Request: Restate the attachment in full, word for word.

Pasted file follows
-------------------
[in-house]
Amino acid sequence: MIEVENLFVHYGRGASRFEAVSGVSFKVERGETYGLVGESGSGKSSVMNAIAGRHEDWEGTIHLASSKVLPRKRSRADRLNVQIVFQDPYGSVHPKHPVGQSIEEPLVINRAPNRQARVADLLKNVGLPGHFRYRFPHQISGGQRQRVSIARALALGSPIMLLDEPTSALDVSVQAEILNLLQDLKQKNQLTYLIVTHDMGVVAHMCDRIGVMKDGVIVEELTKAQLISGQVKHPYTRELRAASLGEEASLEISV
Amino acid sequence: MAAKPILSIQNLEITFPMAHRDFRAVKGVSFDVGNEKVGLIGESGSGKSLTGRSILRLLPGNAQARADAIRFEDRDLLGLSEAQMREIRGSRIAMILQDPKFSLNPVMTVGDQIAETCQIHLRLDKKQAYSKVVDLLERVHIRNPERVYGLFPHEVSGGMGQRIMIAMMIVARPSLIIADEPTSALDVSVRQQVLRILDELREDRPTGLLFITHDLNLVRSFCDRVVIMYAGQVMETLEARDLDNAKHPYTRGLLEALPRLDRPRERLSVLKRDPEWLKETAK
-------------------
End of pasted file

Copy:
[in-house]
Amino acid sequence: MIEVENLFVHYGRGASRFEAVSGVSFKVERGETYGLVGESGSGKSSVMNAIAGRHEDWEGTIHLASSKVLPRKRSRADRLNVQIVFQDPYGSVHPKHPVGQSIEEPLVINRAPNRQARVADLLKNVGLPGHFRYRFPHQISGGQRQRVSIARALALGSPIMLLDEPTSALDVSVQAEILNLLQDLKQKNQLTYLIVTHDMGVVAHMCDRIGVMKDGVIVEELTKAQLISGQVKHPYTRELRAASLGEEASLEISV
Amino acid sequence: MAAKPILSIQNLEITFPMAHRDFRAVKGVSFDVGNEKVGLIGESGSGKSLTGRSILRLLPGNAQARADAIRFEDRDLLGLSEAQMREIRGSRIAMILQDPKFSLNPVMTVGDQIAETCQIHLRLDKKQAYSKVVDLLERVHIRNPERVYGLFPHEVSGGMGQRIMIAMMIVARPSLIIADEPTSALDVSVRQQVLRILDELREDRPTGLLFITHDLNLVRSFCDRVVIMYAGQVMETLEARDLDNAKHPYTRGLLEALPRLDRPRERLSVLKRDPEWLKETAK